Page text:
How to Track & Trace safely to avoid legal and public health risks

How to Track & Trace safely to avoid legal and public health risks

  • Post category:Hospitality

“Tracing schemes are a great way of keeping people safe. Collecting and providing the information is vital to helping break the chain of transmission and controlling the virus. It takes very little time, it helps to save lives and it can help prevent further lockdowns. It also shows professionalism, proaction and care” –  UKHospitality chief executive, Kate Nicholls  

However, not all data collection methods have been applaud. Using pen and paper as a method for collecting customer details has been heavily criticised leading to a very important question: 

How can hospitality businesses, including cafes, restaurants, pubs and bars mitigate legal and public health risks when track and tracing to take customer details for NHS Test & Trace?

The Industry brief by BBPA stated that:

“Manual collection or pen and paper is permitted, you may want to consider the hygiene consequences involved with shared pens was well as data propulsion rules that do not allow other customers to see private information”

In reality, mitigating even some of the legal and public health risks associated with the pen and paper data collection method is somewhat time-consuming and tricky to achieve. It is advised that businesses clean shared stationery between users, make hand sanitiser accessible at the point of the ‘track and trace’ service and ensure that customer details are not publicly displayed where they could be viewed by purgers. For any hospitality operator this advice reads as ‘we need to factor in the additional time it will take to complete those tasks whilst operating with lower numbers of staff’. In other words, opting for the ‘cheap’ manual option doesn’t look like a good bargain when you consider what’s at stake.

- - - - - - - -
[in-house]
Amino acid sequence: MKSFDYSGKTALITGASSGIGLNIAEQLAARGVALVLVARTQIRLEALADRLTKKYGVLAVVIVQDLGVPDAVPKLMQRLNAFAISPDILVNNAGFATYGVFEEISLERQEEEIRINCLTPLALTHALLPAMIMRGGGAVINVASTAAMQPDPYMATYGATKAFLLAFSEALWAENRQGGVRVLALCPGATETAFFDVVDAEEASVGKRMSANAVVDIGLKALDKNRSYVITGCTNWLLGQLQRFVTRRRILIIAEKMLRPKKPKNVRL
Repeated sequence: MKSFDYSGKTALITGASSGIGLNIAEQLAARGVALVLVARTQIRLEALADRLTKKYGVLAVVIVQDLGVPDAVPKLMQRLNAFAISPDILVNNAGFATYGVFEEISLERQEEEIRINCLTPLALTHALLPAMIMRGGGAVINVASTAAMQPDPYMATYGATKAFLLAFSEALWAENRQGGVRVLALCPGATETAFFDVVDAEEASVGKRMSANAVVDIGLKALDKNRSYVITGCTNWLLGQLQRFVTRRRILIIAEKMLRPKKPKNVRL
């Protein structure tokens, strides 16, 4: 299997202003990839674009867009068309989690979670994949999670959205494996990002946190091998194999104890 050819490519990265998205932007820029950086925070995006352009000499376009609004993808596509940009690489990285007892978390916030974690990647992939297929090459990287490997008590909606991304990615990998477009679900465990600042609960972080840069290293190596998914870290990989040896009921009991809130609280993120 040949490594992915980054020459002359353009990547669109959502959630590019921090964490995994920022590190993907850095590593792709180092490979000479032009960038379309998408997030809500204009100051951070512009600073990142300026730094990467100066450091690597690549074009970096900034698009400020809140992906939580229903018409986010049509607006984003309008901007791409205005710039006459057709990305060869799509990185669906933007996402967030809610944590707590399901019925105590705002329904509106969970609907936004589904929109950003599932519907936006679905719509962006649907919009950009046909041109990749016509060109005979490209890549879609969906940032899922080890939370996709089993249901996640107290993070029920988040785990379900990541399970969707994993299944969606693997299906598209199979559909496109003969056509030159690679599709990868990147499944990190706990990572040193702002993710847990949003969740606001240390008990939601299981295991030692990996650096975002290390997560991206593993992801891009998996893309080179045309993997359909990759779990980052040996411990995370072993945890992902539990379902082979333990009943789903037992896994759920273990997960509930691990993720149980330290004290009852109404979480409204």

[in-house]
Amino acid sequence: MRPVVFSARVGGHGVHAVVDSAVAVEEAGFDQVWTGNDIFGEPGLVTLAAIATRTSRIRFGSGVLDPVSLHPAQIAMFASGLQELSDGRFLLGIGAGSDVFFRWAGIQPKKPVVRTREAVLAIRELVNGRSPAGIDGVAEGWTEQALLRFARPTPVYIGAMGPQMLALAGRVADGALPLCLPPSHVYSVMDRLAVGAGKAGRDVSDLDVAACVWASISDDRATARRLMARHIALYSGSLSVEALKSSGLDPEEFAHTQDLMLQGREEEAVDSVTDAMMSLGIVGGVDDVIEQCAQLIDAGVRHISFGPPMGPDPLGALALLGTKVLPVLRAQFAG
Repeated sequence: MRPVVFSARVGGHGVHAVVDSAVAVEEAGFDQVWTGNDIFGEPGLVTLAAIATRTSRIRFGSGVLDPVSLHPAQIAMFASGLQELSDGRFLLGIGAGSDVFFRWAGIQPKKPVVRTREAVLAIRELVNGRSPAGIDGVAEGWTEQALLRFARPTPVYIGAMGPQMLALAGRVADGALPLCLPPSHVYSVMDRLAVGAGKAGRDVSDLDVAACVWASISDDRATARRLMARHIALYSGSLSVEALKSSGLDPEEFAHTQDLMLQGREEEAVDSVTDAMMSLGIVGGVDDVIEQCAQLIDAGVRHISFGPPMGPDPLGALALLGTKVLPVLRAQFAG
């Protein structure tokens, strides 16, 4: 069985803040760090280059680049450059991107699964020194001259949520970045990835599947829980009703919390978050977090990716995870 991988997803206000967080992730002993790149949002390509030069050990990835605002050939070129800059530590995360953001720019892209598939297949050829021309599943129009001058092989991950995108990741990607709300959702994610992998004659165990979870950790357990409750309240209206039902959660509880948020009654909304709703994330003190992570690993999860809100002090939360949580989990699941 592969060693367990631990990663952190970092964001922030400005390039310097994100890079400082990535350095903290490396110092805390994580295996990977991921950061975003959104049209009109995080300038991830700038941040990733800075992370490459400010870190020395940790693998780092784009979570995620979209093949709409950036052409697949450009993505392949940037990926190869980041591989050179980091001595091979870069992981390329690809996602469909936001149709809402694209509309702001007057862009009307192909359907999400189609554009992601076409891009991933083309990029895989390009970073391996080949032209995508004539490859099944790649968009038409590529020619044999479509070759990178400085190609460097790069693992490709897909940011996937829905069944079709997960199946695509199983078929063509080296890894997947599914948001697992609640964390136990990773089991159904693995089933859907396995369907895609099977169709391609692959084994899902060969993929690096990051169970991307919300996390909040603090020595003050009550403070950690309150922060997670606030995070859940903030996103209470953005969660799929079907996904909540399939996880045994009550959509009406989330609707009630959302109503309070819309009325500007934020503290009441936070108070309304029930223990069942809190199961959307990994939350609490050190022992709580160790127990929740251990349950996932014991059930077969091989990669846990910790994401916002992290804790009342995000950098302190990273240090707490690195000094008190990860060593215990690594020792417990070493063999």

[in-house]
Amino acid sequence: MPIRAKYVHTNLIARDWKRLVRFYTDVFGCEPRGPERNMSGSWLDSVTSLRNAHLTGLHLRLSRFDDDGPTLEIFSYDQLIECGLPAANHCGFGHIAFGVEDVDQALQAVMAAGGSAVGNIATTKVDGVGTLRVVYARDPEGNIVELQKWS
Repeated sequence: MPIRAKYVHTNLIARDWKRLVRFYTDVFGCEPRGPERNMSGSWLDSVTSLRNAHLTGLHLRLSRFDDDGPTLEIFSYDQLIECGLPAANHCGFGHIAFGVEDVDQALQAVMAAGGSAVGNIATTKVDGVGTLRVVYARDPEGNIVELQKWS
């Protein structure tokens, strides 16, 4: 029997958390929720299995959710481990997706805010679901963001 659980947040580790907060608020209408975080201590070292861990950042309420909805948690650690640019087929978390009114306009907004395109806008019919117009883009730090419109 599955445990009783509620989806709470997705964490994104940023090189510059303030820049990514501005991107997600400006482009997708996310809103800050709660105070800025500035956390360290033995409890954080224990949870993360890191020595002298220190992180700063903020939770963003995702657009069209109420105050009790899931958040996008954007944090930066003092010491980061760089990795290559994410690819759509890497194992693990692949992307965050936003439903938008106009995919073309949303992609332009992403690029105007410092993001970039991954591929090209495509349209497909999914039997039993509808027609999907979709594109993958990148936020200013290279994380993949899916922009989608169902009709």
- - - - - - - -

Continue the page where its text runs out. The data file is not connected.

Failing to comply with GDPR and data protection rules may result in fines or even legal actions from no win to fee claims lawyers who specialise in data breaches. For example: A fine of up to 4% of annual turnover can be incurred from the ICO (Information Commissioner’s Office), in addition to repetitional damage. This would mean a pub with a yearly turnover of £100,000 could face a fine of $4,000 for failing to meet data compliance guidelines.

There’s no doubt that the whole thing is quite daunting, especially for smaller businesses such as bars and cafes that would never normally have to collect and store customer details. Still, we must all adjust to the new situation, new post COVID-19 regulations and guidance notes to help our nation continue to reduce the rates of infection. 

It’s time to evaluate the effectiveness of using pen and paper against the above risks and any other drawbacks that may arise as a result. For hospitality operators that are looking for minimum hassle and maximum protection against legal and public health risks we recommend our getWaiter! Track and Trace tool